The study, led by the Arctic University of Norway, involved a cooperative research study by ten Universities and Institutions across Europe, including Inland Fisheries Ireland. The study involved tagging 204 salmon kelts with satellite tags from seven European countries and the east coast of North America, including salmon from the Barrow, Nore, Suir and Blackwater Rivers in Ireland, and tracked them during their oceanic migration.

A library image of an Atlantic Salmon from Ireland (Photography credit: Kevin Crowley, Inland Fisheries Ireland)

Salmon travelled to oceanic fronts, but with specific patterns. Norwegian and Danish salmon rapidly migrate north and north-west toward the North Atlantic Ocean between Iceland and Svalbard. In contrast, Irish salmon migrated primarily westward towards South and East Greenland. Despite the variation in migration patterns among populations, most individual salmon migrated to polar ocean frontal areas.

The study found that salmon released further south tended to cover longer migration distances, with a straight-line distance tracked as far as 2,400 km for one salmon tagged from River Suir in Ireland. Tagged salmon spent 80% of their time foraging at the surface and performed occasional dives of up to 870m.

One of the authors of the study, Dr Paddy Gargan of Inland Fisheries Ireland

Overall, populations closest in proximity tended to converge in their oceanic feeding area, but taken together the salmon populations exploit a very large part of the ocean. Given that Atlantic salmon from different geographic locations feed in distinct areas at sea, they experience different temperature regimes. For example, Irish salmon experienced much warmer temperatures, ranging from 5 to 16°C, than Norwegian and Danish salmon which experienced temperatures ranging from 0 to 11°C. These differences not only contribute to variation in growth and survival across populations, but also are likely to affect Atlantic salmon populations differently with changing climate.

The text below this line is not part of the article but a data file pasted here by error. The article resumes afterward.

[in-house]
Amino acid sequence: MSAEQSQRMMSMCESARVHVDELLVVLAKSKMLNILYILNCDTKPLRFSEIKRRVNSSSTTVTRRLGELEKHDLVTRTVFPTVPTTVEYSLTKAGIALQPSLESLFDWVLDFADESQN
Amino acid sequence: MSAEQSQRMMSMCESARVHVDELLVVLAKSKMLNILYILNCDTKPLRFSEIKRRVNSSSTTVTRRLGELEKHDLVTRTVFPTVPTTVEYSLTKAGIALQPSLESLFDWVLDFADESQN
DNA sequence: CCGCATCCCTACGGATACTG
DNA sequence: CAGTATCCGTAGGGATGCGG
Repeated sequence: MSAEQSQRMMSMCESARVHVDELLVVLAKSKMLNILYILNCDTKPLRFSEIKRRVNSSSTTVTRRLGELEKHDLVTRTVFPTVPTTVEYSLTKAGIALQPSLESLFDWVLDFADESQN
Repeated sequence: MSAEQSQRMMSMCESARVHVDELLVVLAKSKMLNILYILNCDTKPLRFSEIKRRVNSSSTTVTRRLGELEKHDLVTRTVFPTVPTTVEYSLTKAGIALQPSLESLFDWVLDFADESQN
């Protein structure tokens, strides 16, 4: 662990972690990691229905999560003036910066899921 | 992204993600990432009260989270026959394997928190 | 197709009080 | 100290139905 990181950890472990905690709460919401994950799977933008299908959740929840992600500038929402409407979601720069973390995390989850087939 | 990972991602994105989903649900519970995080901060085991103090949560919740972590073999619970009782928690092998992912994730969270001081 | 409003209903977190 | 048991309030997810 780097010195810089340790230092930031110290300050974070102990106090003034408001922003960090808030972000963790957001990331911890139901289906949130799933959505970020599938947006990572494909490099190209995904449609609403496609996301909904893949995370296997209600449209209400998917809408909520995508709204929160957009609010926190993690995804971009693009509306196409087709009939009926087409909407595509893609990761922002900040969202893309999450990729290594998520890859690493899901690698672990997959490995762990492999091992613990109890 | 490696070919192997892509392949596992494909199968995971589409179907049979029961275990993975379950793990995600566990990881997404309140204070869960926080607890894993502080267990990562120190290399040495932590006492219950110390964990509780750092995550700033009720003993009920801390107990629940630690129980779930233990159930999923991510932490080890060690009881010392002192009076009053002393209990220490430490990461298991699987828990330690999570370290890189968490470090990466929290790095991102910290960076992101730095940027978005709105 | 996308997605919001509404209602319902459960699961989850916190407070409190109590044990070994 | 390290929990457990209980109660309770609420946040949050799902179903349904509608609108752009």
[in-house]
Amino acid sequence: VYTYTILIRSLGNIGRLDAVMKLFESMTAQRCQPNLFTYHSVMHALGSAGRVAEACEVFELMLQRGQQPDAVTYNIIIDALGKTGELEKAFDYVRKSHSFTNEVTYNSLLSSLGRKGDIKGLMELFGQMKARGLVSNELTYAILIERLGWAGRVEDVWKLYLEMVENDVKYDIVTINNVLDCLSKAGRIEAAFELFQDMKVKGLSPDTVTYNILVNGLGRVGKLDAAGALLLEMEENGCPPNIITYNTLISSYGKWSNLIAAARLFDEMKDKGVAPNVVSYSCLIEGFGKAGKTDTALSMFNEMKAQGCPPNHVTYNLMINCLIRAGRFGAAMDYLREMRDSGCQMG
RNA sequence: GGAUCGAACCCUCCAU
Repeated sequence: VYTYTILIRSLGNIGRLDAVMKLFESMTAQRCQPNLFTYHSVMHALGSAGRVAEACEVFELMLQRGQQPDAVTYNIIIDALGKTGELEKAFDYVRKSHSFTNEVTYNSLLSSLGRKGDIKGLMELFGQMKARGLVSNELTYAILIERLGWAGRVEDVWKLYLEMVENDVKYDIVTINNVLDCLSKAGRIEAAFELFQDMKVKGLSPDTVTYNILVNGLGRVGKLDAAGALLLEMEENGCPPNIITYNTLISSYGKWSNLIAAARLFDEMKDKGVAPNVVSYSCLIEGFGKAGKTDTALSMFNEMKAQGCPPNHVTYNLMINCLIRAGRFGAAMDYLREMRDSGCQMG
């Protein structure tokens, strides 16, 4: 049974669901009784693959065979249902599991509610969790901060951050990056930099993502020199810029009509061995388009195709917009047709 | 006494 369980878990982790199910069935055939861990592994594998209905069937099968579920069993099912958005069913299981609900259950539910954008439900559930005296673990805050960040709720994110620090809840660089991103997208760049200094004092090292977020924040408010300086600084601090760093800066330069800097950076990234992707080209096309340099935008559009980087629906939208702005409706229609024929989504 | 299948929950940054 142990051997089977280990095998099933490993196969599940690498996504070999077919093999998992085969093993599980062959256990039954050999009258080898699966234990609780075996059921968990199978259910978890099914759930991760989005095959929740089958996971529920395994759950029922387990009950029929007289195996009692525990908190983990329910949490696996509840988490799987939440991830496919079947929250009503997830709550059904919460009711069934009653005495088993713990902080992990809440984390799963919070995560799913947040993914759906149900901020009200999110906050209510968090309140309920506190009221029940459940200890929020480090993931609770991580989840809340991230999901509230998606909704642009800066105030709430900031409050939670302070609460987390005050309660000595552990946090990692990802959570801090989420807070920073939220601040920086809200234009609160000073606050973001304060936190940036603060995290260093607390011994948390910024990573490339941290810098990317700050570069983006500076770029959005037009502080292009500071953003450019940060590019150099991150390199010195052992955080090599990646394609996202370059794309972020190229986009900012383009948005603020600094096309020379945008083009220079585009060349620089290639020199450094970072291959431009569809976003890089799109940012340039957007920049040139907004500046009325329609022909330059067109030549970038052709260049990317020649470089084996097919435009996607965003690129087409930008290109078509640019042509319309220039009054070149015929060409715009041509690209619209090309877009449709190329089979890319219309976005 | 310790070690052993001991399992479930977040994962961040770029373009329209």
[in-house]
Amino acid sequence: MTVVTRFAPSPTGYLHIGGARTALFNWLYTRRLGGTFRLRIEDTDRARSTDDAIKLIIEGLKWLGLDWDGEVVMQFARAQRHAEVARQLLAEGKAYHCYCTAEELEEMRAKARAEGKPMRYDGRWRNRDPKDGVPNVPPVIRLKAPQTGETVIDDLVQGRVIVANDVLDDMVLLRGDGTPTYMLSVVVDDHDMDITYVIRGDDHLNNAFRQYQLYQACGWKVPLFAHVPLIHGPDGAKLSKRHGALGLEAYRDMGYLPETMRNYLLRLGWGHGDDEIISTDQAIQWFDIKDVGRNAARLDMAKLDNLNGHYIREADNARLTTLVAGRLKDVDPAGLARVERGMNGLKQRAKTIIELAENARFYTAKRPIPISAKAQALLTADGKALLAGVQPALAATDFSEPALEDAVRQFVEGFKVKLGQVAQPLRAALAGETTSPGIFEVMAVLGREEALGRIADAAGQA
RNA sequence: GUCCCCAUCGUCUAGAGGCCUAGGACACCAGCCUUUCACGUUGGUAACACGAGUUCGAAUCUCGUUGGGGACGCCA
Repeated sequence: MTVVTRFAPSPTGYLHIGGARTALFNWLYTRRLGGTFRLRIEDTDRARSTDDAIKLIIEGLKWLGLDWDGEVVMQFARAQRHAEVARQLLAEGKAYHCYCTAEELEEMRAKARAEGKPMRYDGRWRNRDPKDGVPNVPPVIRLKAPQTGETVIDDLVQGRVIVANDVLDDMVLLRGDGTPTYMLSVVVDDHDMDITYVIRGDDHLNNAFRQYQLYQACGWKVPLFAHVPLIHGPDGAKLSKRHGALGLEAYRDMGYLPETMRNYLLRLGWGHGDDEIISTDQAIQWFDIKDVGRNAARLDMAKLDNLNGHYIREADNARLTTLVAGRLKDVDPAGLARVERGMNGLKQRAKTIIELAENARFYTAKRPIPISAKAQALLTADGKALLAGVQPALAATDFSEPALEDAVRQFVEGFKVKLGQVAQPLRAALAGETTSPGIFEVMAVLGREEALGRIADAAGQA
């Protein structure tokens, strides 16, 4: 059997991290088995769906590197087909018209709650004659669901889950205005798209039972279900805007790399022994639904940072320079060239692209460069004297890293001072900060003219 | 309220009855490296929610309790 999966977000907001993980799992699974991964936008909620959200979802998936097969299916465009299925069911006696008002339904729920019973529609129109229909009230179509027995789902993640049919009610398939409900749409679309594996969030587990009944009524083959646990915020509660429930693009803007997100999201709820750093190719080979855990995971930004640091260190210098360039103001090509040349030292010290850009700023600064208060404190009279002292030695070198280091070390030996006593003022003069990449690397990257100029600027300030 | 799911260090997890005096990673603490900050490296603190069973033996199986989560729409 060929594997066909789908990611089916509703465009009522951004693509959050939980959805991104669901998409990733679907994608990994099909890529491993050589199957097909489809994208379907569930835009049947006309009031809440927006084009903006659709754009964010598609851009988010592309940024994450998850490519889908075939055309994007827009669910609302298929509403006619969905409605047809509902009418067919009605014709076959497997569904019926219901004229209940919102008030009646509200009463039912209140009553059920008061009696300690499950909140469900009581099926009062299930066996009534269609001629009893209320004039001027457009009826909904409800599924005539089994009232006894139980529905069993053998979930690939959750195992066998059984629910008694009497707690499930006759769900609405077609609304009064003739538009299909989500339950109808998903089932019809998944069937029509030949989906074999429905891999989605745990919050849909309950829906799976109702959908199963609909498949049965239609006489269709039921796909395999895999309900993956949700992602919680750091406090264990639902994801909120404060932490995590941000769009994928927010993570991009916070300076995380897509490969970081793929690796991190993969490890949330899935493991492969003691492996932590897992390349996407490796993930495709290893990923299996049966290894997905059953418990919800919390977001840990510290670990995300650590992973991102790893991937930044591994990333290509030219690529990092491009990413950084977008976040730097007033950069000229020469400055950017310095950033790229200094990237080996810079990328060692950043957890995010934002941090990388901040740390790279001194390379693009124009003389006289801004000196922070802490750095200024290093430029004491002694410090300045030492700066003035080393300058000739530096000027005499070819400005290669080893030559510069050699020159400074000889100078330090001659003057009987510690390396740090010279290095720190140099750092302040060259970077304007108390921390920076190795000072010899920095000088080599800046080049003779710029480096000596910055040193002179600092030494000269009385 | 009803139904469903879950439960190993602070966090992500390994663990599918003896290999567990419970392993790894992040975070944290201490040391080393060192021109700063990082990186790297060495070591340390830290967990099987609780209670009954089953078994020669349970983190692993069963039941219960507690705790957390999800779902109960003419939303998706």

Map from study showing that tagged Irish salmon primarily migrated westward towards East Greenland.
Map from study showing that tagged Irish salmon primarily migrated westward towards East Greenland.

Southernmost populations, like those of Ireland, are more at risk than northernmost populations as migration distances are likely to become longer, or more variable, thereby decreasing feeding time, with important consequences for the marine survival and productivity of different populations.

Taken together, these findings suggest that a common marine factor responsible for the decline in Atlantic salmon is unlikely. Importantly, this means conservation efforts should be focused locally, such as during the freshwater phase.

The full study, ‘Redefining the oceanic distribution of Atlantic salmon,’ can be found at at